A cellist, a “synth virtuoso”, and a “beat maestro” walk into a recording studio…*
No, that’s not the beginnings of some music-related joke but the make up of Bristol trio Elder Island and the punchline is a stunning record that melds genres, creates something new, and maybe introduces music fans to their next favorite artist.
But I digress.
It’s rare theses days that an artist as unique as Elder Island comes along but here we are with their stunning sophomore opus focused and fierce thanks, in part, to vocalist/cellist Katy Sargent’s guiding presence behind the mic. Powerful and poignant while tinged with Blues and Soul within a sonic world that’s kinda Electro, kinda Trip-Hop, and dripping with Pop sensibilities, Sargent stands out but with Elder Island it definitely comes down to the sum of all its’ parts. Enter David Havard who provides guitar accompaniment and various synthetic textures and Luke Thornton behind those bodacious beats.
On their latest, Swimming Static, the trio traverse even broader aural landscapes with the result sounding something akin to Duran Duran at their most experimental mixing it up with Metric (Think Medazzaland combined with Synthetica). “Embers” kicks it all off and is delicate to start with Sargent’s cello flourishes easing listeners in to this burgeoning aural odyssey. Next, “Purely Educational” lets the Electro freak flag fly with Thornton and Havard’s technical prowess on full display as Sargent’s soulful croon caresses your eardrums.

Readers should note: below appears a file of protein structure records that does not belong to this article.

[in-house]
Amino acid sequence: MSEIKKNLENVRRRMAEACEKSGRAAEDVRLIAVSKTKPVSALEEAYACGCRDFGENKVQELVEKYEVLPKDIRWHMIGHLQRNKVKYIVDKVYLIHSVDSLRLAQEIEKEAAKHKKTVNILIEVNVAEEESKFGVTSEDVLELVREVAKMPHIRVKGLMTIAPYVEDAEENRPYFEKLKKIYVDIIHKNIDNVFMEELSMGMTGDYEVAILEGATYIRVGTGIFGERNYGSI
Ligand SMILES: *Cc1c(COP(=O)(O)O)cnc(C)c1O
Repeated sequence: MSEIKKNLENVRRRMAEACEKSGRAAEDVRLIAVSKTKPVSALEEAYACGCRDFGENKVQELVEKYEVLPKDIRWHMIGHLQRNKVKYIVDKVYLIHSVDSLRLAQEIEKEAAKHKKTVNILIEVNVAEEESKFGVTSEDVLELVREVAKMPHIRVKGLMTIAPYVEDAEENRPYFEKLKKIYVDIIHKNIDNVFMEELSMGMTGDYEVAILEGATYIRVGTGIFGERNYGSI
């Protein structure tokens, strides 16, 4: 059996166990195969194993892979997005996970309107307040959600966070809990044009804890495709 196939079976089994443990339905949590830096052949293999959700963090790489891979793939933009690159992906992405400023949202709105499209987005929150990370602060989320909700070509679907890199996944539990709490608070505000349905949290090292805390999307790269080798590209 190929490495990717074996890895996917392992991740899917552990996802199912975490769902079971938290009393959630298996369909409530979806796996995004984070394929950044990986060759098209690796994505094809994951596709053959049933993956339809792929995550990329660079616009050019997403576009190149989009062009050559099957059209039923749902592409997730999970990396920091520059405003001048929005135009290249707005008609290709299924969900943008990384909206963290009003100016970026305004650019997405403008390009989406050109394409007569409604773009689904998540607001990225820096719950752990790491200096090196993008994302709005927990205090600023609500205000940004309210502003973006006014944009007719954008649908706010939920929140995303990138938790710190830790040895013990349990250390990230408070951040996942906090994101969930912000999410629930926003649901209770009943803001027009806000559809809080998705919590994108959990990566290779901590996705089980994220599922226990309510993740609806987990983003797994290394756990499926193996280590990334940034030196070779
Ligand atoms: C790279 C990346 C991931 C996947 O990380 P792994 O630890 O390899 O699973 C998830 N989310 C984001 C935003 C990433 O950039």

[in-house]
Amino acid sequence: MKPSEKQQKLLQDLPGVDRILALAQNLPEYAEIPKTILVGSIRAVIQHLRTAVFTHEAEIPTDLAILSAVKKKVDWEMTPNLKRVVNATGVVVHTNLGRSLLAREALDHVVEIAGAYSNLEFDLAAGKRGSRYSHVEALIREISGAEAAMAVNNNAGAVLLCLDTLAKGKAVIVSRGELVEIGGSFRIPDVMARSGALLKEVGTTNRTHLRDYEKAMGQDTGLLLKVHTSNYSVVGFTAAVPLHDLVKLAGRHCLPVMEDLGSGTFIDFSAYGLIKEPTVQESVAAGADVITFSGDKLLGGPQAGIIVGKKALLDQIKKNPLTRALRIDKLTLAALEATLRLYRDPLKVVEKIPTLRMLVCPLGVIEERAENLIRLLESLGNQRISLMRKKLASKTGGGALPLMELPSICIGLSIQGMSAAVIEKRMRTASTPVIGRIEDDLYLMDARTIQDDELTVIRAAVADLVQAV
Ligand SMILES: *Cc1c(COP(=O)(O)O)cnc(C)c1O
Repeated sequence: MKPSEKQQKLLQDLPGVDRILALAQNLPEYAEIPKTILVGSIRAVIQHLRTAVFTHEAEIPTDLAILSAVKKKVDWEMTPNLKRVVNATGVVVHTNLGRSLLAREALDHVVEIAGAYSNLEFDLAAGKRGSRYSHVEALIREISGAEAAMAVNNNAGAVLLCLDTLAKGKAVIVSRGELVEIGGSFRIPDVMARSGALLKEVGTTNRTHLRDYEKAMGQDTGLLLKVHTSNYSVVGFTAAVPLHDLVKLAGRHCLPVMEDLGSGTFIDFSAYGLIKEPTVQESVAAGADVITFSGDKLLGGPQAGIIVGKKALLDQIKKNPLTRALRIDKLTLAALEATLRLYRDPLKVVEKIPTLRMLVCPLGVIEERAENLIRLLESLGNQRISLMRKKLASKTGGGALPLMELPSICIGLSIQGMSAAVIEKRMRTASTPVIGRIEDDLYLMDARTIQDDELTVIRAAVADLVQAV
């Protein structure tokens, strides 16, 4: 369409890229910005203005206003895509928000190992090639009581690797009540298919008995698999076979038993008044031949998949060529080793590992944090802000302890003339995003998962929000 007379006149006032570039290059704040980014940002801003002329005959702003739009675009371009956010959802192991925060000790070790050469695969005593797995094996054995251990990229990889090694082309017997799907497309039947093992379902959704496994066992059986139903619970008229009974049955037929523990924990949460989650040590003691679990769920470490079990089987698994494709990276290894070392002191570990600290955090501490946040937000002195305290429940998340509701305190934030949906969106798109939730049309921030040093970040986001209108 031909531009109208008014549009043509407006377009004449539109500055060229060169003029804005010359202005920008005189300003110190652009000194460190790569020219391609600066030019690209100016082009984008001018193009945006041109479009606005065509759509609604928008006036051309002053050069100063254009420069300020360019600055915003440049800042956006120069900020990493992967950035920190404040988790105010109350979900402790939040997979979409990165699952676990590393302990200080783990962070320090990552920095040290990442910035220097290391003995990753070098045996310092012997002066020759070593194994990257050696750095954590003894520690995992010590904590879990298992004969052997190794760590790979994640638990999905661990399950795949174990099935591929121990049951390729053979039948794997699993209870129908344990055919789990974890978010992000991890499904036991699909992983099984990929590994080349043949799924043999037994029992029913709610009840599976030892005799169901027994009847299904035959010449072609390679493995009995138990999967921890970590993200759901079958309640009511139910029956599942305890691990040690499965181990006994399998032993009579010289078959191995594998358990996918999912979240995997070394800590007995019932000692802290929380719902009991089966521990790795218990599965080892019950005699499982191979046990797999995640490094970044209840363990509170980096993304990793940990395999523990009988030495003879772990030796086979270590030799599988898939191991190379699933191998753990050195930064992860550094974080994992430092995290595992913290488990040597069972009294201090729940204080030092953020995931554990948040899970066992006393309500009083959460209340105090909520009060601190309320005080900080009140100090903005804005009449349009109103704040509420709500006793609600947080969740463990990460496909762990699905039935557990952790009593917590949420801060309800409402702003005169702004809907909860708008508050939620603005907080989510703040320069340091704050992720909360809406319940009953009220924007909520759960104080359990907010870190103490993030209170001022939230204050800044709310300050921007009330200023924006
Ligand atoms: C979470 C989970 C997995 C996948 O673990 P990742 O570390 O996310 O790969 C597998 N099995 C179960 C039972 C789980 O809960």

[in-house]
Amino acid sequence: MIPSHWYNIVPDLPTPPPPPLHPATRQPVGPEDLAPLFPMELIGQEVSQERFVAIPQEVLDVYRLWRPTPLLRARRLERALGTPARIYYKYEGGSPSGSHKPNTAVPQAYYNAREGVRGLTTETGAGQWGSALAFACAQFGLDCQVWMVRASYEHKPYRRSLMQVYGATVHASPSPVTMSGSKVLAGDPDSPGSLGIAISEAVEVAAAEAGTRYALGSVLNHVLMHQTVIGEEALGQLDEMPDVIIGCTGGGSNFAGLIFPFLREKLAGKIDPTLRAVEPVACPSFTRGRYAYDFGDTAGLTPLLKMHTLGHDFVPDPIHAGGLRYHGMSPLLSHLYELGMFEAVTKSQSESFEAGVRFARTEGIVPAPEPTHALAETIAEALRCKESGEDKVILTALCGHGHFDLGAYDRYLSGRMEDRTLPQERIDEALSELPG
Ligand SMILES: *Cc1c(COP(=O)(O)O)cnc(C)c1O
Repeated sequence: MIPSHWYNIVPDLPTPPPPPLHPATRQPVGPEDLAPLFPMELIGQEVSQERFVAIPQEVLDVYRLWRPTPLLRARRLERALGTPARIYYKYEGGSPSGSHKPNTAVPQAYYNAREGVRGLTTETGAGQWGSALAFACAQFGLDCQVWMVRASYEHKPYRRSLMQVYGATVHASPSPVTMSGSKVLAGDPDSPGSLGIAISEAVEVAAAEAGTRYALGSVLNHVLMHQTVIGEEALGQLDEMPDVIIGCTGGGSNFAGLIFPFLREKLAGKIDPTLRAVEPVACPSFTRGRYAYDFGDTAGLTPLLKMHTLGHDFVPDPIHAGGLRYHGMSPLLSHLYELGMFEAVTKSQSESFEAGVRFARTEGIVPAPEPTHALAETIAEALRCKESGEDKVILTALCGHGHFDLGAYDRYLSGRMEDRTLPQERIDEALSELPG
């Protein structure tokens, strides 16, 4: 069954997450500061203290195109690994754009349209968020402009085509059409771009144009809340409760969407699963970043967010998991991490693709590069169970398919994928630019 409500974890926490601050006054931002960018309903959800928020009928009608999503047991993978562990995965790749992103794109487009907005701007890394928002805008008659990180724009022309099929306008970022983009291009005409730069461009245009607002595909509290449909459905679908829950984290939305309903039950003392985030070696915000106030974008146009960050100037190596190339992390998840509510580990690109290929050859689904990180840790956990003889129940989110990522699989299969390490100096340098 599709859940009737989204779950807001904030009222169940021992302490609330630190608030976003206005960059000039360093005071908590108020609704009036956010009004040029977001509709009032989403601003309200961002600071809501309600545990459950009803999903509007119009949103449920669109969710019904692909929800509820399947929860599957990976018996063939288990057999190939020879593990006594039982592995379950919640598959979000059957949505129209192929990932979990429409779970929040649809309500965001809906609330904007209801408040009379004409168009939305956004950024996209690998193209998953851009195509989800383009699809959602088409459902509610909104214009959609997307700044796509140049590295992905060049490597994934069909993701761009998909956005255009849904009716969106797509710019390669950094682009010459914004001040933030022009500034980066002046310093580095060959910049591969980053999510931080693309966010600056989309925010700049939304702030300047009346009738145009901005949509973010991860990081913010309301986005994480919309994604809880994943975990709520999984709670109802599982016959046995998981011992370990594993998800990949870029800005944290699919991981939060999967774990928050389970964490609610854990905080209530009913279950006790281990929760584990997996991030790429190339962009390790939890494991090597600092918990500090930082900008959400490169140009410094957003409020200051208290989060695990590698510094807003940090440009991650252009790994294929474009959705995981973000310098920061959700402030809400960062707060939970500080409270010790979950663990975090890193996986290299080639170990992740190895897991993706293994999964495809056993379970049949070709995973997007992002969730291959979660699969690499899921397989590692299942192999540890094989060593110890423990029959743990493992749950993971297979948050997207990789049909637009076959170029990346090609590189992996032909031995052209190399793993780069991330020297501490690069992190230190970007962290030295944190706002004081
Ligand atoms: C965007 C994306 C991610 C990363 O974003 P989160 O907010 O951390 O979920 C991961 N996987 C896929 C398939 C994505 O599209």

“Small Plastic Heart” shimmers while sashaying its’ way across the dance floor and later, “Here I Am” is sort of this stream of consciousness dream state with strings and synthetics drifting in and out of the forefront along with Sargent’s dreamy delivery. A cross between a Native American spirit dance, a Dead Can Dance classic, and a Folk-inspired original from any number a Coen Brothers cinematic period piece, “Queen Of Kings” is a highlight when it comes to Elder Island’s brand of genre-bending before expanding into a beats-heavy thumper that’ll cause uncontrollable head bobbing from listeners with Sargent adopting an almost Annie Lennox-like command toward the end.
“Feral” continues the swirling sounds adopting some worldly feels conjured from Havard and Thornton’s instrumental synchronicity while “Intertwine” is a slow burn that relies on huge grooves. “Cannonball” feeds off those “Intertwine” vibes with a quieter, more mysterious tone that leads into closer “Late At Night” which fittingly sets the scene in your favorite night spot or club as the lights go on and that smoky haze begins to lift signaling that it’s time to call it a night with this Lounge-y, comforting number.
*Per the Elder Island press release for Swimming Static